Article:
Fluctuating costs and availability meant fertilizers were becoming unaffordable, said the team of scientists behind a £1.2m ($2m) three-year bi-cropping project funded by the BBRSC. They suggested collaborative root systems could offer a sustainable, long-term solution.
Lead scientist Dr Tim George from the James Hutton Institute told Milling & Grains the project was focused on increasing the amount of phosphorous in the soil.
Phosphorus was an essential mineral for crop production and naturally found in all soil types, he explained, but only a fraction was available in the soluble inorganic form required by cereal crops, like wheat. The vast majority, he said, was lost to the environment.
“Typically there could be 1,000 units of phosphorus in the soil but perhaps only 10 units are freely available for crop uptake – so about 80-90% is unavailable.
“The idea of this project is to try to break into that ‘bank’ of phosphorus. Even if we can only break into another 10 to 20 units it will massively increase the amount available to crops,” George said.
Yield increases dependent on several factors
He said the team was currently investigating undersowing cereal crops with various legumes. “But obviously you wouldn’t get any product from the legume. Undersowing takes resource so we’re looking at how to optimize it,” he said.
Wheat could potentially be unsown with a legume such as clover, which was a nitrogen fixer and “pretty good” at releasing phosphorus, he said.
German seed breeder KWS Kielder was currently testing a coupling of maize with beans to map out the interaction and hopefully improve efficiency, explained George.
Pre-project tests had also shown yield increases of up to 100% in barley, but results were entirely dependent on the crop trait, coupling legume and soil type.
“In theory as long as the soil is phosphorus deficient then bi-cropping should be effective. Grasslands being ploughed up for cereal farming would have a good store of organic phosphorus and would be really good soils for this kind of intervention.”
Phosphorus fertilizers unsustainable
Fertilizers were considered the main tool used to unlock additional phosphorus reserves in soil, but George said vast quantities of fertilizer inputs were lost in the ecosystem each year, and availability was economically and environmentally unstable.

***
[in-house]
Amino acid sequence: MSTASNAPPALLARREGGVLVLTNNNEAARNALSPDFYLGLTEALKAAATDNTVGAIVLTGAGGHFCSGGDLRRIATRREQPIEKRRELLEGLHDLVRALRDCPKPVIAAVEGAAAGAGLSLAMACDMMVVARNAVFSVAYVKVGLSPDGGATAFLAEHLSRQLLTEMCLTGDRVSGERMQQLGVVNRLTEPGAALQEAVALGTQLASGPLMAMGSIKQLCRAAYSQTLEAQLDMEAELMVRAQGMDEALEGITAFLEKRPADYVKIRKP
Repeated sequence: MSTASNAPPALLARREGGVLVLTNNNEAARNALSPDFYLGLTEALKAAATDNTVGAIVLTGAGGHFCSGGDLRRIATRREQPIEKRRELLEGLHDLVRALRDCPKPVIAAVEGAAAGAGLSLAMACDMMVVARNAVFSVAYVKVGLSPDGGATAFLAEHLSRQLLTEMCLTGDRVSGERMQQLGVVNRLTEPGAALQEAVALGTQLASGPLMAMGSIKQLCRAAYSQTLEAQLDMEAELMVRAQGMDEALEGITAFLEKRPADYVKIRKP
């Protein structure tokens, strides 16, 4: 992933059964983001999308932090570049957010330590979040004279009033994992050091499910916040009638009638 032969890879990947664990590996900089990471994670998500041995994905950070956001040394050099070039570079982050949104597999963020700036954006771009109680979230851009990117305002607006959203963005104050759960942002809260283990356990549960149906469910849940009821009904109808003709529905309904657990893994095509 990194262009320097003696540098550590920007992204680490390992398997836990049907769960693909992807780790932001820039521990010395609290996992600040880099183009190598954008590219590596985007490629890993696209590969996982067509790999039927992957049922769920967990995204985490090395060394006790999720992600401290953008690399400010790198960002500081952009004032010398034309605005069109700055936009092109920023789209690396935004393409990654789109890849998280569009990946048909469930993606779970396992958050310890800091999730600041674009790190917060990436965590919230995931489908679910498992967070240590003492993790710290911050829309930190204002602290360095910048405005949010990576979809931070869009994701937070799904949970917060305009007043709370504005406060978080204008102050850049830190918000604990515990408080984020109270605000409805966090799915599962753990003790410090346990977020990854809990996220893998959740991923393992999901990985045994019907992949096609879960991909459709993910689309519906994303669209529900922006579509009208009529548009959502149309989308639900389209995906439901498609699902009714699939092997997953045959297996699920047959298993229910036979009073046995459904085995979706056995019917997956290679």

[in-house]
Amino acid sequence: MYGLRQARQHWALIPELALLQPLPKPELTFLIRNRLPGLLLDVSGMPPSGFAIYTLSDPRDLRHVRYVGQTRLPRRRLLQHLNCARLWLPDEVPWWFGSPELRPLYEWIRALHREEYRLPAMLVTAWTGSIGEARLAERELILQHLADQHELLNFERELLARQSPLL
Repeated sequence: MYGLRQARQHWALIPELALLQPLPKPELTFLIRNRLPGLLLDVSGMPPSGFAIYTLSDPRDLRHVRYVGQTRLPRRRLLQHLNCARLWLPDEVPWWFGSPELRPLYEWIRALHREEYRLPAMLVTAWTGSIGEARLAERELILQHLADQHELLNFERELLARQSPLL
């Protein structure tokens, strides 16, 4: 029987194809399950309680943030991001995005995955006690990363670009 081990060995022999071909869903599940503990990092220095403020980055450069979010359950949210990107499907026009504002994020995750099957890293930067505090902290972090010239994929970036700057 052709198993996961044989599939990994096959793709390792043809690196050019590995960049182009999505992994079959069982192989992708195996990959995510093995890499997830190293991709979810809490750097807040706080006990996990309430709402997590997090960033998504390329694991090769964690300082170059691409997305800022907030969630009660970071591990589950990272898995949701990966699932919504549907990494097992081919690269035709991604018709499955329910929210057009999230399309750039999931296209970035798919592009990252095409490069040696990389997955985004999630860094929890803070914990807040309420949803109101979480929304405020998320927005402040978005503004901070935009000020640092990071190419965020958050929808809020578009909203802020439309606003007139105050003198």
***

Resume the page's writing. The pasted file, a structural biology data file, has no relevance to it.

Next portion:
“From one year to the next only 20% of the phosphorus deposited through fertilizers can be used by crops, meaning 80% disappears in the system. So it is a really inefficient way of providing phosphorus.”
Political instability in phosphorus-rich nations like North Africa would also inevitably increase costs in the future, he added, so implementing sustainable farming regimes could be the only way to guarantee food security.
“The cost of phosphorus increased seven-fold in 2008 due to the increase in oil prices. These kinds of spikes and volatility in the market are predicted to increase in the future.”
“There are already lots of political drives to reduce input of fertilizers and bi-cropping is a viable option for farmers to help them maintain yields - and potentially even increase them – without using fertilizers.”
Bi-cropping could also relieve the environmental pressures from too much phosphorus in the soil as the overflow seeps out and pollutes standing bodies of water (like lakes or ponds), George said. Phosphorus propagates algae formation, he explained, effectively stripping out the oxygen and killing every other living organism in the water.
“The accumulation of large amounts of phosphorus in soils could lead to big shifts in biodiversity. By managing the phosphorus bank more effectively we are essentially avoiding losses and damage to the environment.”
Conversely releasing too much phosphorus could damage the soil structure, he added, resulting in losses of organic matter and increased soil erosion.
“We have to be aware that we need to keep the quality of the soil in balance while squeezing out as much of this absorbed phosphorus as we possibly can. It is a bit of a balancing act.”
Bi-cropping was already widely used in developing countries where there was less access to fertilizers and China was testing the system as part of its future farming strategy.
“We’re looking at a changing future. Environmental change is on the doorstep in terms of climatic factors and a big environmental shift in resource availability. Phosphorus is a key example.”